Six Sigma is a highly disciplined data-driven method for achieving near perfect quality. Six Sigma analyses can be applied to production or service, and has a strong emphasis on statistical analysis in design, manufacturing and customer-oriented activities.
For a process to achieve Six Sigma, it can’t have more than 3.4 defects per million opportunities.

Six Sigma History

Six Sigma was developed by Motorola in 1986 as a statistical method to reduce variation in their manufacturing process.
Measuring defects in parts per million was introduced together with Six Sigma, as defects in terms of thousands that was used earlier was seen as insufficient. The terminology Six Sigma with capitalised letters was following used as a branded name, and was equivalent to 3.4 defects per million.
In the late 1980’s Six Sigma was officially used internally at Motorola as an improvement methodology rather than only for defect reduction.
1995 General Electric decided to implement Six Sigma in GE, and when they stated it had saved the company more than three quarters of a billion USD in 1998, the use of Six Sigma became increasingly popular.
In 2000 Six Sigma was established as an industry on its own involving training and consultancy, and is today used by all sorts of organisations around the world.

Six Sigma Development

When Six Sigma first came out in the 1980’s it was more or less a statistical term referring to a performance target of 3.4 defects per million opportunities (DPMO).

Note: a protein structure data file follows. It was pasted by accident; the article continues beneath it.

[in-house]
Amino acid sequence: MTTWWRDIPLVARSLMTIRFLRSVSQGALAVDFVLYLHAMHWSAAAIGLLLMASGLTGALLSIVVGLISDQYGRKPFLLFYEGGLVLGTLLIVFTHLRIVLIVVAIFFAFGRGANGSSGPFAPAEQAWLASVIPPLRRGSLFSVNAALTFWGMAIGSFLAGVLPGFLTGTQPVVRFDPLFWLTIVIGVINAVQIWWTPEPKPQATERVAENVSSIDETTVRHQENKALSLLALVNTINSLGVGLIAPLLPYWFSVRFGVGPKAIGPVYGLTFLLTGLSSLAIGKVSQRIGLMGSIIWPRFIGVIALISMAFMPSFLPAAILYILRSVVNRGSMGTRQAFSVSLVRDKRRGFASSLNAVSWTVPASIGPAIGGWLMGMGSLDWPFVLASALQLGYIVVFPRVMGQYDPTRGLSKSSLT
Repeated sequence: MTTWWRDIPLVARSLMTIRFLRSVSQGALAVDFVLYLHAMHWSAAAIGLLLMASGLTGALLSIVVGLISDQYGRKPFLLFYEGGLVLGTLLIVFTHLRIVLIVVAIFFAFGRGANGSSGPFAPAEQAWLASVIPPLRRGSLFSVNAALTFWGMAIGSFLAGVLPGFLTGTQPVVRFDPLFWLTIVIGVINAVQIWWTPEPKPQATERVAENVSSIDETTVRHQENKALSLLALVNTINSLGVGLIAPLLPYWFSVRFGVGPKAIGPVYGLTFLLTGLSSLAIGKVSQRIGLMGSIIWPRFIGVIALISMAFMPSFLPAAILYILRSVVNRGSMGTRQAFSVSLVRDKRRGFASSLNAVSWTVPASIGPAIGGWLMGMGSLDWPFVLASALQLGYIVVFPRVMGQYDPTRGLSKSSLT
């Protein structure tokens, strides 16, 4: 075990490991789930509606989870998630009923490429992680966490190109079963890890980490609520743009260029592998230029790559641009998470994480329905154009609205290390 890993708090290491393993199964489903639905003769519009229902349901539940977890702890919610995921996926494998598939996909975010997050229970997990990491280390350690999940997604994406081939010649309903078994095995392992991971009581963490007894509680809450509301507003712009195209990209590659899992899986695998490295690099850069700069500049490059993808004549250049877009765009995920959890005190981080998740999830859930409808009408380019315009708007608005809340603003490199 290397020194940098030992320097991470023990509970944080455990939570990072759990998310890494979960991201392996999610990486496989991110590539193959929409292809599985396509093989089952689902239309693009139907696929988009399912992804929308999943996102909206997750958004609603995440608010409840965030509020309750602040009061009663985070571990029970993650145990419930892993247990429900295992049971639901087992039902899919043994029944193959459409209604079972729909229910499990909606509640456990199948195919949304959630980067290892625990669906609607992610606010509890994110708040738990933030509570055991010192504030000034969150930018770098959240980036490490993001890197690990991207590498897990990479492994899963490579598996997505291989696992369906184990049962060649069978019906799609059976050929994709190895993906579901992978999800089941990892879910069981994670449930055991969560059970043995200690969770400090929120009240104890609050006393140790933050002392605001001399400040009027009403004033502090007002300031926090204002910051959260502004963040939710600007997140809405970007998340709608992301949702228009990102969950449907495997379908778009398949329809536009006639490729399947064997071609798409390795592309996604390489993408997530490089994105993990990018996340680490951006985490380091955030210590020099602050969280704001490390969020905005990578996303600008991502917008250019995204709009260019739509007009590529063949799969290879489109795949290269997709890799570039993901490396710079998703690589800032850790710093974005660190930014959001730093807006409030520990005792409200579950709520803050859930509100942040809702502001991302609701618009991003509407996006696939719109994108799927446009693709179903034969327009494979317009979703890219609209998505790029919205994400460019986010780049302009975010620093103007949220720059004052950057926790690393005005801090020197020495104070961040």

This have then gradually developed over time, and in the mid to late 1980’s Motorola extended it to include many existing quality methods and tools like Statistical Process Control (SPC), Failure Mode and Effects Analysis (FMEA), and Process Mapping just to name a few. Following Six Sigma was extended beyond manufacturing to improve performance in other areas of the business.
Six Sigma quickly grew from a process for reducing defects in production to a management methodology for Continuous Improvement that make an organisation focus on

  • Understanding customer requirements
  • Aligning key business processes to achieve those requirements
  • Using data analysis to minimise variation the processes
  • Driving sustainable improvement to business processes

Six Sigma Model

Six Sigma use the DMAIC model for process improvement and is an acronym for:

  • Define opportunity
  • Measure performance
  • Analyse opportunity
  • Improve performance
  • Control performance

Six Sigma Belts

  • Master Black Belt: Trains and coaches Black Belts and Green Belts. Develop key metrics and the strategic direction program level.
  • Black Belt: Leads problem-solving projects and trains and coaches project teams.
  • Green Belt: Leads Green Belt projects and support with data collection and analysis for Black Belt projects.
  • Yellow Belt: Participates as a project team member.

If you are interested in Six Sigma and Continuous Improvement, then our FMEA Training might be interesting for you as well, as it is one of the quality tools that focus on preventive maintenance and is part of Six Sigma.

Otherwise you can continue to our quality training page for an overview of the training we provide.

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Six Sigma DMAIC